So I’m sitting on a 5 ½ hour flight from New York to Los Angeles with my kids and my partner.
I’m so happy not to be alone for this flight.
My oldest son is sleeping on my arm (we had to depart for the airport at 4:30 AM), and my youngest is very much attached to his “Tatty”. So…not my responsibility, for the moment.
And I’m posting this from 35,979 feet with free JetBlue wifi. Just like the old days…except I’m sure they’ll flood my inbox with spam, now. And the plane is freezing. So we’ll be breaking down to pay for a damn blanket at any moment.
I’m taking advantage of the quiet. I love flying because I can’t do anything but read and write. Put me on a plane to nowhere. If it’s a 13-hour flight I’m in heaven. I don’t want to sleep.
But flying is so stressful with kids. You just can’t help but worry and worry.
What if they scream?
What if they fight?
What if we are “those guys” ruining the flight for everyone around us?
What if my underwear is uncomfortable?
What if I sit next to Terry Gross but she doesn’t want to talk with me because I forgot to brush my teeth at 4:15? Will she never tell me what it was like to have Bill O’Reilly storm out of her studio? Or inform me how I can take over her show when she retires?
Can you ever bring enough distractions?
My bag is over-loaded with books and a toys and my computer and iPads.
My realizations as I sit in the plane punching out this silly missive?
I forgot to pack wipes for diaper changes.
And I really only brought a couple trains, some magnatiles and two iPads.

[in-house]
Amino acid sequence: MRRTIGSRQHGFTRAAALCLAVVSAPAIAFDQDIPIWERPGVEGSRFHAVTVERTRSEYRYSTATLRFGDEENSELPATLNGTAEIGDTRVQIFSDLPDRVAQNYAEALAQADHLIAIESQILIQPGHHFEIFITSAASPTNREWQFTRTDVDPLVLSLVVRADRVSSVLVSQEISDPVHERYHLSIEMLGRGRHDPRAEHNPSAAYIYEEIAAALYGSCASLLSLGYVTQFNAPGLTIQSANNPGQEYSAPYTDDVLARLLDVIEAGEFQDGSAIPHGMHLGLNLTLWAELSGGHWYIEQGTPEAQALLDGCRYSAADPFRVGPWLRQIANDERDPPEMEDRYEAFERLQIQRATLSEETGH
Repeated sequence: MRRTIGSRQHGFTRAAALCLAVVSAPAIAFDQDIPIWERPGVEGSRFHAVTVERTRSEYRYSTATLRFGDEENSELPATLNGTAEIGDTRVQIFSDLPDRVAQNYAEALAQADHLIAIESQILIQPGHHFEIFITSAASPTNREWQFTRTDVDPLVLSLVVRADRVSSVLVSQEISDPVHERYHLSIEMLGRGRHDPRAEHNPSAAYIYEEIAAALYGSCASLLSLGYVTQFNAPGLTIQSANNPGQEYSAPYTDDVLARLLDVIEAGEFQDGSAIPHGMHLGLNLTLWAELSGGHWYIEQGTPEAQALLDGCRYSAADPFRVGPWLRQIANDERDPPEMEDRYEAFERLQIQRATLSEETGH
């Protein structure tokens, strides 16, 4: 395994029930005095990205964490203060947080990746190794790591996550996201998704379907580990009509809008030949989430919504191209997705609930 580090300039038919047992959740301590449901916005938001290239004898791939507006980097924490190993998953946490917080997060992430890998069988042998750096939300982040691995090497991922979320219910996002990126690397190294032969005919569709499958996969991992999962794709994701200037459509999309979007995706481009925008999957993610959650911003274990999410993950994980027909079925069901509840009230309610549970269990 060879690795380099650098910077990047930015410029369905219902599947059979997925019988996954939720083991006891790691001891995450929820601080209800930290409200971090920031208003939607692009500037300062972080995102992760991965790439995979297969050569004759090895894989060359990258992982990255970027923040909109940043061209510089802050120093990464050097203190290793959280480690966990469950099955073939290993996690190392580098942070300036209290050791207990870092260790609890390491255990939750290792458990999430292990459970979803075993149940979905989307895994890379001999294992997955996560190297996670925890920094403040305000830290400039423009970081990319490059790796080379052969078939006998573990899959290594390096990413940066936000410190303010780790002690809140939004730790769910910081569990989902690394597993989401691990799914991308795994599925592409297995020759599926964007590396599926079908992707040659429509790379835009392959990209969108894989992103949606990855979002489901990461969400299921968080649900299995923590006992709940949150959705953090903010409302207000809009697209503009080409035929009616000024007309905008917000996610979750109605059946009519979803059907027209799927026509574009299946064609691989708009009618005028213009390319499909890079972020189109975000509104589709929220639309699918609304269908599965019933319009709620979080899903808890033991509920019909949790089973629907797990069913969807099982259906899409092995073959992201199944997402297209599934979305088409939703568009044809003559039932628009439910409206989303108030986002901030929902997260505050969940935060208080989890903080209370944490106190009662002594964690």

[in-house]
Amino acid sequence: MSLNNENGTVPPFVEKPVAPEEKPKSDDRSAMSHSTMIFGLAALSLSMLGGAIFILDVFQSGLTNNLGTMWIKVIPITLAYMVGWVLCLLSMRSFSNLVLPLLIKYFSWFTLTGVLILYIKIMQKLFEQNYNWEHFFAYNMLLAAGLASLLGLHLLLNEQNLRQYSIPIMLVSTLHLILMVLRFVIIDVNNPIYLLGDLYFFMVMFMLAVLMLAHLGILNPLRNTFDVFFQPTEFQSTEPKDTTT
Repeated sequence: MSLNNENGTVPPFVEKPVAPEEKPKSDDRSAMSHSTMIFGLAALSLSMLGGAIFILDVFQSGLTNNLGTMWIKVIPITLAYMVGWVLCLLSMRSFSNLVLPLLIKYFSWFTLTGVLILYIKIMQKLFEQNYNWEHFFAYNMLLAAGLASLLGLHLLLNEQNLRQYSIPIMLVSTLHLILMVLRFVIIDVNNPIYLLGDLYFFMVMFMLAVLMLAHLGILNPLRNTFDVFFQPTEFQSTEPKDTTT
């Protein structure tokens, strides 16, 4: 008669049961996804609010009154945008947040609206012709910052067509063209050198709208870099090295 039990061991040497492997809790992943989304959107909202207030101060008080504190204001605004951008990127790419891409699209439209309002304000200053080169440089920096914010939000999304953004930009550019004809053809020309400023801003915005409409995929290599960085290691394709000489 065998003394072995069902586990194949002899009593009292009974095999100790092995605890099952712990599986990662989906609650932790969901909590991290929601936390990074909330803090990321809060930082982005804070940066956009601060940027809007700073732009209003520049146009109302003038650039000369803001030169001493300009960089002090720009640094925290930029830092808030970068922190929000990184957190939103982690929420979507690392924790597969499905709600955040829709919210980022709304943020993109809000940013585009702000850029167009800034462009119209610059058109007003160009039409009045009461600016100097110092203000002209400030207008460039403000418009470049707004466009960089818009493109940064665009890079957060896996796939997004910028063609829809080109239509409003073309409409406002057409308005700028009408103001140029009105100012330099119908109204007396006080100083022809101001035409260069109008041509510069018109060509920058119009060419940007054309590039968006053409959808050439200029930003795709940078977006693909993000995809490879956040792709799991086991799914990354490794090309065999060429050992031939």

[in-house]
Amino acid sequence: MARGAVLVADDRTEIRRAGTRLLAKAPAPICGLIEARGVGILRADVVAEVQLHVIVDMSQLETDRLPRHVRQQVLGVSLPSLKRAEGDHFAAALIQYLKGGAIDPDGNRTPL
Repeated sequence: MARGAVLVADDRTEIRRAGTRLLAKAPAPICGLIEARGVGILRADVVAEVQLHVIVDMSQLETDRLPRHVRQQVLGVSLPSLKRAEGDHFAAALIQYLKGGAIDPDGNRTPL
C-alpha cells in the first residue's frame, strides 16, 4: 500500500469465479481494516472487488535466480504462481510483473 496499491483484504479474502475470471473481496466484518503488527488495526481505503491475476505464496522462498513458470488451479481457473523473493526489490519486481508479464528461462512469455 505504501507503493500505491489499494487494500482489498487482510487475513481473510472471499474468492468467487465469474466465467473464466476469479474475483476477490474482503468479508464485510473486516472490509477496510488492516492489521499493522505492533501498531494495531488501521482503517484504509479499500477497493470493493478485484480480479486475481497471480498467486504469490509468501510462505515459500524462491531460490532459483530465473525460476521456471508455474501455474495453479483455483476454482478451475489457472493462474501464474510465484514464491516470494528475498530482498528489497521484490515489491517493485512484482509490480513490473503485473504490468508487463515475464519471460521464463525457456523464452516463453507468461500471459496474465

How on earth did parents do it without iPads? I’m speaking of parents pre-iPads. You parents sans iPads be crazy masochists, yo.
But then I worry about the stupid iPads. Am I weak because I rely on it? Am I less creative? Less constructive? Less enriching?
Screw it. On a long flight like this? Whatever works.
I’m fortunate to be headed to Los Angeles to perform in a 2-week, star-studded production of Spamalot at the Hollywood Bowl. It’s a family affair since my partner’s involved, as well.
The boys have been excited for a week. I’m afraid they’ll arrive and say “Palm trees? Healthy, happy people? Why do we live in New York?” but then their daddies are going to disappear from 9:30-6:30 every day and they’ll be miserable.
I’m such an egotist.
But Ellison’s had a hard time in recent weeks with transitions. School, summer camp and babysitters have all garnered tears every single morning.
So two new babysitters in corporate housing with a fraction of their toys all day? Probably not going to be two weeks in California paradise.
I’ll keep you posted.
Ellison woke up. Let hell ensue. But he just looked out the window and said, “We’re in the clouds.”
I’ll stop the play-by-play, now.